It’s been fun to watch the evolution of Cabañas Rolo (cell 6598-9925, tel. 998-8600, http://rolocabins.net, cabinasrolo [at] yahoo [dot] com, most rooms US$10 pp). Other surfers’ hangouts come and go, but Rolo just keeps getting bigger, better, and more popular. Most of the rooms are in two motel-style rows near the end of the main road and just up from the beach.
They’re simple but cheerful and clean, cooled only with rotary floor fans and equipped with hammocks to lounge in on the front terrace. There are shared toilets and showers next door. There’s a communal kitchen and a little restaurant that’s open from the morning to 9 P.M.
In 2007 Rolo added a two-story hacienda-style building with two fancier air-conditioned rooms, one on each floor. They both have a double and single bed with okay mattresses, and a front terrace with table. These start at US$40 s/d, US$5 more for a third person. The upstairs room is a “suite” with a terrace for US$50 d.
Keep an eye on the papaya tree next to the terrace. One time when Rolo was showing me around, we stood there and watched an opossum eating a big hole in a ripe papaya that was still hanging from the tree. The critter looked a bit sheepish when we caught him in the act. Note: The landline telephone number reaches the town’s public phone, so if you call that, let it ring a reeeeally long time and ask whoever answers for “Rolo.” Email is the best way to reach him until phone service finally arrives.
The Blue Zone Surf and Dive Hostel (www.bluezonepanama.com, US$13 s, US$26 d) consists of a hive of rooms in a long, funky adobe-style building near the edge of a bluff just above the rocky beach and surf break. Its five fan-cooled rooms are rustic, a bit snug, and have foam beds, but are pleasant enough for the price. The walls are made from cinderblocks and don’t have screens, but the beds have mosquito nets. There are three shared bathrooms, a shared kitchen and dining room, and laundry facilities. It’s located just past and on the same road as Pizzeria Jamming.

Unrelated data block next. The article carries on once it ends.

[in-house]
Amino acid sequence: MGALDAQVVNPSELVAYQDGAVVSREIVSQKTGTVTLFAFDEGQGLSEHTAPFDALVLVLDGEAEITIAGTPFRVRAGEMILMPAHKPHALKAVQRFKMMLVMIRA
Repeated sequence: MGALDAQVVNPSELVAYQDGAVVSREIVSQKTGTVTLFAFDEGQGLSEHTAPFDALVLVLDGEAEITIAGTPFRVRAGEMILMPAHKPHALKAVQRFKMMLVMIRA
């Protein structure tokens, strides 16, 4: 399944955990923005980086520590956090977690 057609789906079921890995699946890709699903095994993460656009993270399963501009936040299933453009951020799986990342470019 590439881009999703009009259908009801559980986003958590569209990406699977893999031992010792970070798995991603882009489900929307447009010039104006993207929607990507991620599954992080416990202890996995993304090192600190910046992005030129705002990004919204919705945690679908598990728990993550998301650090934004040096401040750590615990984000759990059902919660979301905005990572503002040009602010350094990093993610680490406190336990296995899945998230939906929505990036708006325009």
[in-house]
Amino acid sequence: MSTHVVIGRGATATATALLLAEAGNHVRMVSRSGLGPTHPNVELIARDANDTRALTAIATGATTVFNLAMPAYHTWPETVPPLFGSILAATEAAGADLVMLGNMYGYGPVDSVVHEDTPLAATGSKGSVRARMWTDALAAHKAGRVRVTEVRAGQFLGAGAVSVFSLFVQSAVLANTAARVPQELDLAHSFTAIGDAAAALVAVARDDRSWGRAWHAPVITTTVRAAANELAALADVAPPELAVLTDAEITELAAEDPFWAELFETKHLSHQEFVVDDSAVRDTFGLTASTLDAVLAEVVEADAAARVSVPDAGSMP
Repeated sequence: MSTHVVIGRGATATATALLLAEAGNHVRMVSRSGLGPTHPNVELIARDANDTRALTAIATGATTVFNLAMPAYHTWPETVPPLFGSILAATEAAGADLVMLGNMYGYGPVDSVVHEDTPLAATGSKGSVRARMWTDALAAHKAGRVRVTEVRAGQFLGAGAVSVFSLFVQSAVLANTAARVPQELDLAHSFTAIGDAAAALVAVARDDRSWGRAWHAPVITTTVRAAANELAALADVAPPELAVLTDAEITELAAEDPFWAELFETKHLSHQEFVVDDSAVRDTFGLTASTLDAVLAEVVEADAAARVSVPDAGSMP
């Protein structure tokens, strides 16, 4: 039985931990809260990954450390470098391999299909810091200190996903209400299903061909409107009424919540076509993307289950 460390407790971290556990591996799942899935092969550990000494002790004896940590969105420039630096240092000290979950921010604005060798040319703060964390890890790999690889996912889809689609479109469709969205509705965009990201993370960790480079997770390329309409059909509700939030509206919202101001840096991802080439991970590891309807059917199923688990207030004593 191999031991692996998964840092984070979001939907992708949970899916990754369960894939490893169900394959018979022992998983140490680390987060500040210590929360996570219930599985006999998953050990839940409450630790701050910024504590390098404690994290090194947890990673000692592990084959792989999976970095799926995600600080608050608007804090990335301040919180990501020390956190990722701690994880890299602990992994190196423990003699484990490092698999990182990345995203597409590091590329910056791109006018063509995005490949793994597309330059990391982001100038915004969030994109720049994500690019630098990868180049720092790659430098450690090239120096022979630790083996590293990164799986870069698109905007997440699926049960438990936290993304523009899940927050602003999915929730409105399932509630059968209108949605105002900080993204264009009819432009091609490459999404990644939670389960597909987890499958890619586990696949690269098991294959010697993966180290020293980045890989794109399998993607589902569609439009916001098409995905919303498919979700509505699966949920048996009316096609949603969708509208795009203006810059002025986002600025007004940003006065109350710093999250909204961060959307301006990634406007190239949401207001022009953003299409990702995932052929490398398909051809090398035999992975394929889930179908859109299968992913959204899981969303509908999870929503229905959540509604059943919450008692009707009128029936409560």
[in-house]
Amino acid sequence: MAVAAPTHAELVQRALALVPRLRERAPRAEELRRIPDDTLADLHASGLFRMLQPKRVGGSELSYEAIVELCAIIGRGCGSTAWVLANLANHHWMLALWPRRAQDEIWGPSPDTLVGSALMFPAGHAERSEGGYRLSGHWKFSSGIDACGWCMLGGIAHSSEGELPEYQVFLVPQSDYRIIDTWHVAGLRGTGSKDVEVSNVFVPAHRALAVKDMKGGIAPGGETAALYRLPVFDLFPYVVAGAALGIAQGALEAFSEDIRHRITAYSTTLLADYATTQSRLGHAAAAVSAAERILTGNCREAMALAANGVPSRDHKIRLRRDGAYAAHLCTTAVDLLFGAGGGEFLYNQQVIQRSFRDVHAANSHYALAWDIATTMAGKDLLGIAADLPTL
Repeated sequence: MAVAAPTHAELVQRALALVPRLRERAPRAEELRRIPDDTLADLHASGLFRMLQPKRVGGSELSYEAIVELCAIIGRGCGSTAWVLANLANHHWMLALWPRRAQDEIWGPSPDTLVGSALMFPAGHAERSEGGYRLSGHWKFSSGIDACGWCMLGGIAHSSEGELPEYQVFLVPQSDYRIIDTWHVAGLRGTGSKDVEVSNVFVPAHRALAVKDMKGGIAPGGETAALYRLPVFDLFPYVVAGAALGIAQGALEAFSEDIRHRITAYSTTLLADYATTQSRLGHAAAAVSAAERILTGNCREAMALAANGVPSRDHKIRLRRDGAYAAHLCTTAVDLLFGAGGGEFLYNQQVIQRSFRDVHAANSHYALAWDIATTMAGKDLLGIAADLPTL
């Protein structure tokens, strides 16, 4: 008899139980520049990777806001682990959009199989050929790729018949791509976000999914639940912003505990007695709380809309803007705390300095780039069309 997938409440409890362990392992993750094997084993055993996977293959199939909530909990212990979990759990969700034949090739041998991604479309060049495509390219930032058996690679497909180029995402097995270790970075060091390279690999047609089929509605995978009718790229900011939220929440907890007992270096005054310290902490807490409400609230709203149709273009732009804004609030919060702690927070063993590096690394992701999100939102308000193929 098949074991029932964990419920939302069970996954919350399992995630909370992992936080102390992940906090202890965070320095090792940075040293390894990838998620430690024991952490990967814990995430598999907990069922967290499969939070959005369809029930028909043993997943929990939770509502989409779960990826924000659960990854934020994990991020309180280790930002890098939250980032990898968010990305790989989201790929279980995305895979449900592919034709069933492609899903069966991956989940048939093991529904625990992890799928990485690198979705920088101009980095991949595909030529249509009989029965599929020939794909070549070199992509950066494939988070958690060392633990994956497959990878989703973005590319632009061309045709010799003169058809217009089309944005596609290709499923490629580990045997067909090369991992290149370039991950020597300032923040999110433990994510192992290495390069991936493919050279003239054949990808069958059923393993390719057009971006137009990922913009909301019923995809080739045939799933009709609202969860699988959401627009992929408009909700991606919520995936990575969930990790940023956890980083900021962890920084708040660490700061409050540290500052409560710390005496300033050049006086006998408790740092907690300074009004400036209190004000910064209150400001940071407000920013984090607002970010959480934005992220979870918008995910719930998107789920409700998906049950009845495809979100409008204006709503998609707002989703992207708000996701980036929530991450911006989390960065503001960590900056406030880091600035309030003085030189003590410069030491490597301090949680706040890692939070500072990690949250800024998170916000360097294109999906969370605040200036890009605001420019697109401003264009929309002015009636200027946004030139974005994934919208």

The new Boarder’s Haven (cell 6572-0664, starts at US$10 pp) is a tiny surf hostel with three rooms next to and managed by La Buena Vida on the main road. The mattresses are decent and there are hot-water shared bathrooms. The roof is corrugated zinc, so it can get boiling hot in this little place during the day. The best thing about it are the doorways, which are shaped like surfboards. Note that this place is a fair walk to the nearest surf break.
Hotel Costa America (tel. 998-8600, US$22.50 s/d) looks out of place here. It’s a pink, 10-room hotel at the intersection of the main road and the dirt road that leads to the surf camps. It offers air-conditioned rooms with double beds, cold-water bathrooms, and no charm. But the management is nice enough and the rooms are fine if all you want is a bed near the beach. There’s a restaurant and minisuper (convenience store) on the ground floor, both of which are open 7 A.M.–9 P.M. daily.
© William Friar from Moon Panama, 3rd Edition